Generally, a ribbon coil 50 is constructed as a roll 54 by spirally winding a ribbon wire made of a narrow strip of metal foil 51 on which an insulation layer and a fusible layer 51a is coated in order, and the distal ends 52, 53 of the ribbon coil 50 are stripped by removing the insulation layer and the fusible layer 51a to form electrical terminals 52a, 53a for solderring lead wires (not shown), as shown in FIG. 1. However, as shown in FIG. 2, the ribbon coil 55 may be constructed in such a manner that wire ends 56, 57 of the ribbon coil 55 is pulled out of the roll 54 and is twisted 90 degrees in order to facilitate a subsequent wire end process. The wire end process includes a forming of electrical terminals 58, 59 on the wire ends 56, 57 of the ribbon coil 50 by removing the insulation layer and the fusible layer with a file and a cutter so that the wire ends 56, 57 are prepared for a subsequent solderring.

In the assembly process of the brushless motor, a plurality of the ribbon coils are disposed in a plane so as to form a circular stator (not shown), and a rotor having a plurality of permanent magnets (not shown) are rotatably provided in a manner that the permanent magnets face the ribbon coils.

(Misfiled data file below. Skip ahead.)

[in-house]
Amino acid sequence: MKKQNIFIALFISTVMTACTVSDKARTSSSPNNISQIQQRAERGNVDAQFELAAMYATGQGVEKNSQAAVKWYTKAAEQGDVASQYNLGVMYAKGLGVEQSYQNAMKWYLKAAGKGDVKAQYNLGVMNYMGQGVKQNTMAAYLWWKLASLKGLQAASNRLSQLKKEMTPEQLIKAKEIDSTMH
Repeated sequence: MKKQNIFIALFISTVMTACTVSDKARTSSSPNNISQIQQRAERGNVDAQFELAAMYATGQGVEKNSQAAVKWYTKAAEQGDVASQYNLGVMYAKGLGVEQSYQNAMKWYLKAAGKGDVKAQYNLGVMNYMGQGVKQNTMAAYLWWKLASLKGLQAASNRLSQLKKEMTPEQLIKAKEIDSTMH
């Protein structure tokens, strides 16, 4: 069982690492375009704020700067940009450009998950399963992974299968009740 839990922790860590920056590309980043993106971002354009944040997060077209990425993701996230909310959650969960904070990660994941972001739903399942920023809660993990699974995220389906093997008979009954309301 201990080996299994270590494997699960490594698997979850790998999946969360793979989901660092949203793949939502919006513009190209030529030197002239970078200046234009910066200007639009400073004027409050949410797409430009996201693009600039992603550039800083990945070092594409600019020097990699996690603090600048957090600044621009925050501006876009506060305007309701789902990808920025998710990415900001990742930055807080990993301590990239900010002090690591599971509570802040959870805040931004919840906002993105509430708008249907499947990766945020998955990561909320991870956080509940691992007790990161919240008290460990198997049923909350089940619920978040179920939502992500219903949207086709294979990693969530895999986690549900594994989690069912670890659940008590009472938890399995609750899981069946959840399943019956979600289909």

In the prior art of FIG. 1, the wire ends 52, 53 of the ribbon coil 50 are not pulled out of the roll 54, in other words, they are adhered to the roll 54, so that it is difficult to form the electrical terminal 53a by using a cutter or a file in a small space 54a surrounded by the inside wall of the roll 54, this degrades a manipulating efficiency of the wire end process. Further, in solderring the lead wires, the electrical terminals 52a, 53a transfers heat easily to the roll 54, so that a solderring temperature is liable to change and is difficult to be controlled, which makes an electrical connection at a solderring joint unreliable. Furthermore, the adherence of the wire ends 52, 53 to the roll 54 poses a difficulty of determinating the front and back sides of the ribbon coil 50, which leads an erroneous mounting of the ribbon coil in the assembly process of the DC motor.